Last September the Vampire Squid of Wall Street started running ads about how the company's financing was helping local companies give money to people who don't work for Goldman Sachs. The most recent iteration in this campaign is about how a new sports stadium in Louisville, Ky., is "helping revitalize downtown business."
This last claim is so patently false it shows how desperate GS is for anything to prove it provides some value to society beyond creating a market for servants.
To be clear, the $349 million KFC Yum! Center isn't just another case of publicly financed stadiums never making economic sense. From the proudly conservative and reliably pro-business Cato Institute:
Our own research suggests that professional sports may be a drain on local economies rather than an engine of economic growth.The Yum! stands out among these gilded money pits because of the additional ways it is harming the city's economy.
What Goldman's ad isn't telling you
Goldman's financing had a long-term built-in drawback once the arena failed to create more business. Here is Goldman's own description:
The financing also relied on future funding provided by projected arena revenues and increased tax revenues resulting from the revitalization of the downtown area.And, back to Cato:
The sports environment has no measurable effect on the level of real income in metropolitan areas.Add to this that Goldman was having such a hard time selling bonds for the project that a local company had to bail it out. As Terry Boyd of InsiderLouisville reported, local banker Hilliard Lyons was responsible for selling the worst of the debt -- $9 million in unrated, callable bonds -- through its retail network. Maybe Goldman should have cut it up into tranches and rebundled them until the ratings agencies were willing to mark them AAA. Nah, who would fall for that?
And why Goldman is doing this now
So why did Goldman go out of its way to shine a spotlight on this mess via ads?
This is, after all, a company that didn't even have a sign outside its Wall Street office until it went public in 1999. It's not like lack of advertising hurt it after that, either -- to wildly understate the case. Its revenues rose from $16 billion in 2003 to $38 billion in 2006 and that was before the billions it got doing paperwork on the economic mess it created. (For far more information read All The Devils Are Here by Bethany McClean and Joe Nocera -- but only if you have a strong stomach.)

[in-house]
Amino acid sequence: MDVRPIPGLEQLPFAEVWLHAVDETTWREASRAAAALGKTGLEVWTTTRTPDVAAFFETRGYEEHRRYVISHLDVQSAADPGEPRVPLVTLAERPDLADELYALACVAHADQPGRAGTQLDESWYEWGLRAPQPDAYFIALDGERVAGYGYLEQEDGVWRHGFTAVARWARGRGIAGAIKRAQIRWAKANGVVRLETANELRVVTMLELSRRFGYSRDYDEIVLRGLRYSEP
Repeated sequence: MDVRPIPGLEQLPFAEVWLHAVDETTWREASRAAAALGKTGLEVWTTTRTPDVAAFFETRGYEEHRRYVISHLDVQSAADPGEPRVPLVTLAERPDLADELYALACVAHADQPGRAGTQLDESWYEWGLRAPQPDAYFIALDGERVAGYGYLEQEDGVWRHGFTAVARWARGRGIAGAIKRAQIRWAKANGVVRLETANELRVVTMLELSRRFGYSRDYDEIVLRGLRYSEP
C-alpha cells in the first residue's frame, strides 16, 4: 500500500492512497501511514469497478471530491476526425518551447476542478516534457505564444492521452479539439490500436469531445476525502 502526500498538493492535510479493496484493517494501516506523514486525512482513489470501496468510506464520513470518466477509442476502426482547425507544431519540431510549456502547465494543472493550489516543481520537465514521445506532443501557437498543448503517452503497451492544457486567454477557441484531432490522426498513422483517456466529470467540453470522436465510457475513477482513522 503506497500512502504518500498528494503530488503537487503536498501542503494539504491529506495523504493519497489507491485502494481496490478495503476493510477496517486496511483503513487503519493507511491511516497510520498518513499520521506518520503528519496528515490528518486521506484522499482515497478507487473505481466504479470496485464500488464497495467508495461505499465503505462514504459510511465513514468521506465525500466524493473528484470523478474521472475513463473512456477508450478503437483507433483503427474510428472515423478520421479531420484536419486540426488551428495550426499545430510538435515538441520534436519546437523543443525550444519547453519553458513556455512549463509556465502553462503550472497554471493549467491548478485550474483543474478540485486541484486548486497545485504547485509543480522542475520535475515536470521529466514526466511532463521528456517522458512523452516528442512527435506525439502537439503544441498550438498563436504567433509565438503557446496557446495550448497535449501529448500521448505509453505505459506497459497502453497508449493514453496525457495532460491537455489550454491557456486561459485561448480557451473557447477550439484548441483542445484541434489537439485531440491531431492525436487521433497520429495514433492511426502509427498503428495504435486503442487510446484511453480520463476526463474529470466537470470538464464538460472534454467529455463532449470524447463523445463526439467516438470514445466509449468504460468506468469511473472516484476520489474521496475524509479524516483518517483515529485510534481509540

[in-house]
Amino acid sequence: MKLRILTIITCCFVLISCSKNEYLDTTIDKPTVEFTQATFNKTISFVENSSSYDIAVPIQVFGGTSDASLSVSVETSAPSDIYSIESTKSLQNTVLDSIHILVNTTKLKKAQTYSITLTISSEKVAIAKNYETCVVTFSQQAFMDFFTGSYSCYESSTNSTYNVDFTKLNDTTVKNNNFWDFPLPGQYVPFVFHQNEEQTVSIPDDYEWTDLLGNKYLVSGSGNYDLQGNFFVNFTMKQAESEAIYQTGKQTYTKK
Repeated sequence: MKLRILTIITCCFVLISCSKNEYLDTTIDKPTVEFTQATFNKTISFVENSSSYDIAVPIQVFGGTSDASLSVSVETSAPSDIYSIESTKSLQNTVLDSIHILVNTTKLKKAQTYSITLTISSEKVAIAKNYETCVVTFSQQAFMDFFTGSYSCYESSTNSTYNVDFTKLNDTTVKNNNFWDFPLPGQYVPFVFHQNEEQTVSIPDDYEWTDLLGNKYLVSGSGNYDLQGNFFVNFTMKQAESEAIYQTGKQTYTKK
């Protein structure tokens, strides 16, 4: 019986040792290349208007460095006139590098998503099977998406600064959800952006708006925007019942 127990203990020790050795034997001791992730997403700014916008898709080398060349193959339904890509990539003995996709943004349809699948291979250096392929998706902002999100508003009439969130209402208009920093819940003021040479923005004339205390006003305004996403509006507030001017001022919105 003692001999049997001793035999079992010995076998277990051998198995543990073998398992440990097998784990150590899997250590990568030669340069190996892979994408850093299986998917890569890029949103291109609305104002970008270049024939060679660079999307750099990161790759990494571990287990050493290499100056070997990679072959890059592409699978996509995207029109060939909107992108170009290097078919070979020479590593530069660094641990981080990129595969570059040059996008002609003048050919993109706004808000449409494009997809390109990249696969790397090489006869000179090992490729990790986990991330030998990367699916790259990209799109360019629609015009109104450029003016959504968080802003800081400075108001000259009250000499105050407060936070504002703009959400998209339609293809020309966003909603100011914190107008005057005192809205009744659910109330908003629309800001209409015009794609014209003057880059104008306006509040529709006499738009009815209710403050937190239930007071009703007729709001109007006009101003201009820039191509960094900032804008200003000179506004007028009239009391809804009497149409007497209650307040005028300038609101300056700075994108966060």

So why? First, the official explanation:
Fiona Laffan, Goldman Sach's head of media relations in Europe, Middle East and Africa, told a communications industry event here that mistrust and hatred of bankers, not just those at Goldman Sachs, remained near an all-time high and that the bank, as an industry leader, needed to do a better job of explaining what it did and how.Because that answer makes no sense whatsoever, the real reason must be, as usual, executive ego issues.
It isn't enough to be obscenely wealthy; CEOs also want to be loved. This marketing effort is as idiotic as one attempted by the oil companies a couple of years ago and just as irrelevant to the bottom line. (To quote myself: "The biggest challenge oil companies face is choosing between 'obscene' and 'pornographic' when describing their profits.")
Goldman doesn't need to worry about public goodwill. It owns far too many legislators and regulators for that ever to be an issue. Even if that wasn't the case, the public isn't its customer. Goldman's business is B2B, not B2C.
If Goldman really wants to improve its image, its best move would be to shut up until we forget about the whole thing. The U.S. public has the attention span of a mayfly on crystal meth. Let Rupert Murdoch, News Of The World and whatever fiasco comes next do your dirty work for you, guys.